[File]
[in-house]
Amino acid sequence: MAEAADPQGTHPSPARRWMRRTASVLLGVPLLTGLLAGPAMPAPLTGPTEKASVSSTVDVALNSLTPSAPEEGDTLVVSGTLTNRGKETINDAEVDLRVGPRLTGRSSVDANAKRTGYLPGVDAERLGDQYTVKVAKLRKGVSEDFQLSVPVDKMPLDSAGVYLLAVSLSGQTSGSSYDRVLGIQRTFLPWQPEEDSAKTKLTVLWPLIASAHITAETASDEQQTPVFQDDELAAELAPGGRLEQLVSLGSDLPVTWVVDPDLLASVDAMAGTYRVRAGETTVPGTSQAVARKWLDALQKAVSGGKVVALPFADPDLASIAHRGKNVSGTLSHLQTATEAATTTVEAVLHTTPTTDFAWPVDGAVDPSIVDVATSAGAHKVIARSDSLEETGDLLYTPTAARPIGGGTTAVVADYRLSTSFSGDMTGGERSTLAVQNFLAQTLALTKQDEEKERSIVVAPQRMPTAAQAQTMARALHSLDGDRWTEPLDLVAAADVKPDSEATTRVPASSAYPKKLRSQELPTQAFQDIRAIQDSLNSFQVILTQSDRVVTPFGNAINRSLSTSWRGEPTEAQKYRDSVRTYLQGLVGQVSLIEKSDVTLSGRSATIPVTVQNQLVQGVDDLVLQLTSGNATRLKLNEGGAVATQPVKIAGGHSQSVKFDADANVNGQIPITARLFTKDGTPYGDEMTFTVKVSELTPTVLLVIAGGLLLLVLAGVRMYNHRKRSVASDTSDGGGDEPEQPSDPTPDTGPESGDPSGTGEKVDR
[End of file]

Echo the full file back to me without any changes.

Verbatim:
[in-house]
Amino acid sequence: MAEAADPQGTHPSPARRWMRRTASVLLGVPLLTGLLAGPAMPAPLTGPTEKASVSSTVDVALNSLTPSAPEEGDTLVVSGTLTNRGKETINDAEVDLRVGPRLTGRSSVDANAKRTGYLPGVDAERLGDQYTVKVAKLRKGVSEDFQLSVPVDKMPLDSAGVYLLAVSLSGQTSGSSYDRVLGIQRTFLPWQPEEDSAKTKLTVLWPLIASAHITAETASDEQQTPVFQDDELAAELAPGGRLEQLVSLGSDLPVTWVVDPDLLASVDAMAGTYRVRAGETTVPGTSQAVARKWLDALQKAVSGGKVVALPFADPDLASIAHRGKNVSGTLSHLQTATEAATTTVEAVLHTTPTTDFAWPVDGAVDPSIVDVATSAGAHKVIARSDSLEETGDLLYTPTAARPIGGGTTAVVADYRLSTSFSGDMTGGERSTLAVQNFLAQTLALTKQDEEKERSIVVAPQRMPTAAQAQTMARALHSLDGDRWTEPLDLVAAADVKPDSEATTRVPASSAYPKKLRSQELPTQAFQDIRAIQDSLNSFQVILTQSDRVVTPFGNAINRSLSTSWRGEPTEAQKYRDSVRTYLQGLVGQVSLIEKSDVTLSGRSATIPVTVQNQLVQGVDDLVLQLTSGNATRLKLNEGGAVATQPVKIAGGHSQSVKFDADANVNGQIPITARLFTKDGTPYGDEMTFTVKVSELTPTVLLVIAGGLLLLVLAGVRMYNHRKRSVASDTSDGGGDEPEQPSDPTPDTGPESGDPSGTGEKVDR